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Kiwi crowd-pleasers don’t come much more crowd-pleasing than Tearepa Kahi’s Mt. Zion, fea­tur­ing TV tal­ent quester Stan Walker in a star-making per­form­ance as a work­ing class kid with a dream. Slogging his unwill­ing guts out pick­ing pota­toes in the mar­ket gar­dens of 1979 Pukekohe, nervously mak­ing the first steps in a music career that seems impossible and fan­tas­ising about meet­ing the great Bob Marley, Walker’s Turei is out of step with his hard work­ing fath­er (Temuera Morrison) and the back-breaking work.

When a loc­al pro­moter announces a com­pet­i­tion to be the sup­port act for the reg­gae legend’s forth­com­ing con­cert at Western Springs, Turei tests the bound­ar­ies of fam­ily and friend­ship to get a shot at the big time. The bones of the story are famil­i­ar, of course, but there’s meat on the bones too – a slice of New Zealand social his­tory with eco­nom­ic changes mak­ing life harder for a people who don’t own the land that they work. Production design (by Savage) and authentic-looking 16mm pho­to­graphy all help give Mt. Zion a look of its own and the music – though not nor­mally to my taste – is agree­able enough.

Sacha Gervasi’s Hitchcock presents the great dir­ect­or as a petu­lant child, a com­bin­a­tion of imma­ture patho­lo­gies rather than the extraordin­ary tech­ni­cian that he actu­ally was. The film opens with the première of the mas­ter­piece North by Northwest when – in a clunky bit of expos­i­tion typ­ic­al of John J. McLaughlin’s script – a report­er asks the 60 year old film­maker wheth­er he’s past it and should quit while he’s ahead. What fol­lows is the story of the mak­ing of Psycho, a film that redefined Hitchcock’s repu­ta­tion and vir­tu­ally inven­ted the inde­pend­ent fin­an­cing of stu­dio movies.

There’s a lot of fluff around this story to match the psy­cho­lo­gic­al inven­tion – wife Alma Reville’s lack of recog­ni­tion (Helen Mirren), Hitchcock’s pedestal-ising of those blondes he was so fam­ous for, etc. – but none of it feels ter­ribly legit­im­ate, much like Anthony Hopkins’ prosthetically-aided imper­son­a­tion of the great master.

Throughout the film, Hitchcock com­plains that he wants to try some­thing new, be more adven­tur­ous, break out. After watch­ing (one) Farrelly Brother’s “exper­i­ment­al” Movie 43 I can safely say that nov­elty ain’t always such a good thing. It’s a col­lec­tion of filthy sketches fea­tur­ing stars like Kate Winslet – I hes­it­ate to say “debas­ing” them­selves but there’s really no polite way to put it – loosely linked by wild-eyed Dennis Qaid pitch­ing to a straight Hollywood exec­ut­ive played by Greg Kinnear. If you’ve ever yearned to see Hugh Jackman walk­ing around with a pair of testicles hanging from his chin, this is the film for you – except if it wasn’t screened in a cinema and pro­jec­ted through actu­al film, I wouldn’t call it a film at all.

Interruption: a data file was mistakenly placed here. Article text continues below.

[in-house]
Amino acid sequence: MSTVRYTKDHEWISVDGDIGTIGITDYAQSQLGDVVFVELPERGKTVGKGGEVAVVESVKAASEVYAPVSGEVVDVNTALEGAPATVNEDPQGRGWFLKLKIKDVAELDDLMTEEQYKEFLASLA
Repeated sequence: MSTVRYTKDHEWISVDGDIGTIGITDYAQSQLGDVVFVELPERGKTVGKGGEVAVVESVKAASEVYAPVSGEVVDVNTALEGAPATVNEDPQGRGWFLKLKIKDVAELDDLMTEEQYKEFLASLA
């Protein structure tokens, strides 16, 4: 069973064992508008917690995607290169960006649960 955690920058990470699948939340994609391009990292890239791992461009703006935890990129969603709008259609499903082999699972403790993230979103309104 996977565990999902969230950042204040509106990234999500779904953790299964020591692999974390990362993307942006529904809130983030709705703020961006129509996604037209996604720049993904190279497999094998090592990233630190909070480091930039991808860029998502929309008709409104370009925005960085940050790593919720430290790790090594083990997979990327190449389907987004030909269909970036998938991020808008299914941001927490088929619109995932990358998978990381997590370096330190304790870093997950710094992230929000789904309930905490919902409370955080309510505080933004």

A brief word about a couple of French movies fea­tur­ing ten­sions between fath­ers and sons in the food and bever­age busi­ness – one is an over-egged melo­drama about the wine busi­ness called You Will Be My Son and the oth­er is one of those food­ie doc­u­ment­ar­ies, the awfully named Step Up to the Plate. In Son, pat­ri­arch (Niels Arestrup) decides to hand over his oper­a­tion to the son of his wine­maker rather than his own child but it nev­er takes flight. Plate fea­tures the multi-Michelined Michel Bras as he pre­pares to han­dover his Aveyron empire to his son Sébastian. Will Sébastian meas­ure up is the ques­tion posed and I sus­pect the ten­sion is exag­ger­ated a little by the film­makers. Not as much food in this one as you might think.

In On Air, Karin Viard plays that great cliché – the agony aunt whose own life needs plenty of sort­ing out – and adds very little to it. The twist in this case would be the extremes of her suc­cess and fail­ure. She is a top-rating star on French night time radio – anonym­ity adding to her mys­tery – but in her aus­tere apart­ment she sleeps in a closet instead of the bed­room because she is still trau­mat­ised about being aban­doned to an orphan­age as a child. Locating her moth­er in a Paris sub­urb she goes seek­ing res­ol­u­tion but instead gets involved in her new fam­ily in ways that amp­li­fy her own tragedy. I know that this stuff hap­pens in real life but some­thing about the exe­cu­tion here – more melo­drama? – meant I didn’t buy it for a minute.

Also strug­gling with authen­ti­city, Robert ZemeckisFlight starts out with an air dis­aster almost as har­row­ing as The Impossible’s tsunami, but then turns into a kit­chen sink drama about one man’s battle with the bottle. Denzel Washington plays against type as the troubled pilot who saves a plane load of pas­sen­gers while stoned off his gourd and Don Cheadle is the law­yer try­ing to keep him out of jail. Avoiding the awk­ward fact that most region­al pilots in the US are so badly paid that they have to pull double-shifts and extra jobs just to make ends meet – that’s your major safety risk, right there – Flight is about one man’s demons and has a few cute nar­rat­ive tricks up its sleeve.

Washington does a lot of drunk act­ing and a lot of hun­gov­er act­ing, rarely unleash­ing that movie star smile. Last time we saw him he was driv­ing a train in Unstoppable. Maybe that third Oscar will finally come when he hits the trans­port­a­tion tri­fecta and plays a Wellington trolley-bus driver. They should call it Snapper.

Printed in Wellington’s Capital Times on 13 February, 2013.

Update: As was poin­ted out to me shortly after this column went to print, I had com­pletely for­got­ten Mr. Washington’s pre­vi­ous film was Safe House, a fact which ruins that last para­graph joke.